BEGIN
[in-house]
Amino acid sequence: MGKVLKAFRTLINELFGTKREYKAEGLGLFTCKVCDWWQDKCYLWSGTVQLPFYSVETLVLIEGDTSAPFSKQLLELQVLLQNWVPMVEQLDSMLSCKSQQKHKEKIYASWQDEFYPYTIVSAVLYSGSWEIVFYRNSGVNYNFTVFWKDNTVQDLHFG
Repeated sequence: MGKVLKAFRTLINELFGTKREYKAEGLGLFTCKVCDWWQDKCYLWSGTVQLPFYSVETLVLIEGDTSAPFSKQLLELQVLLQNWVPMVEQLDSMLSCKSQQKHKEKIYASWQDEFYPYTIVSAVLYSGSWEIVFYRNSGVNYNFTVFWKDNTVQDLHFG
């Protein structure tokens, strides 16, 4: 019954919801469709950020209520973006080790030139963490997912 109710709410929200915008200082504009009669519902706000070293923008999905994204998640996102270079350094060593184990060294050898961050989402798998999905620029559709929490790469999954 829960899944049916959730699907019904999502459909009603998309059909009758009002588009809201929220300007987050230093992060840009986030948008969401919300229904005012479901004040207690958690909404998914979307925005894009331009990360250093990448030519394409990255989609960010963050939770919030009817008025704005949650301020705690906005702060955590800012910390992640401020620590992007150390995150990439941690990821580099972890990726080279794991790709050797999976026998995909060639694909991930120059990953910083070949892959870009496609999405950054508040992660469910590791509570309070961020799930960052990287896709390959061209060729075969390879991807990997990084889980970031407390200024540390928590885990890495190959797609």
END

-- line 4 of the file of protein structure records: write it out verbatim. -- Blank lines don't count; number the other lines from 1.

């Protein structure tokens, strides 16, 4: 019954919801469709950020209520973006080790030139963490997912 109710709410929200915008200082504009009669519902706000070293923008999905994204998640996102270079350094060593184990060294050898961050989402798998999905620029559709929490790469999954 829960899944049916959730699907019904999502459909009603998309059909009758009002588009809201929220300007987050230093992060840009986030948008969401919300229904005012479901004040207690958690909404998914979307925005894009331009990360250093990448030519394409990255989609960010963050939770919030009817008025704005949650301020705690906005702060955590800012910390992640401020620590992007150390995150990439941690990821580099972890990726080279794991790709050797999976026998995909060639694909991930120059990953910083070949892959870009496609999405950054508040992660469910590791509570309070961020799930960052990287896709390959061209060729075969390879991807990997990084889980970031407390200024540390928590885990890495190959797609």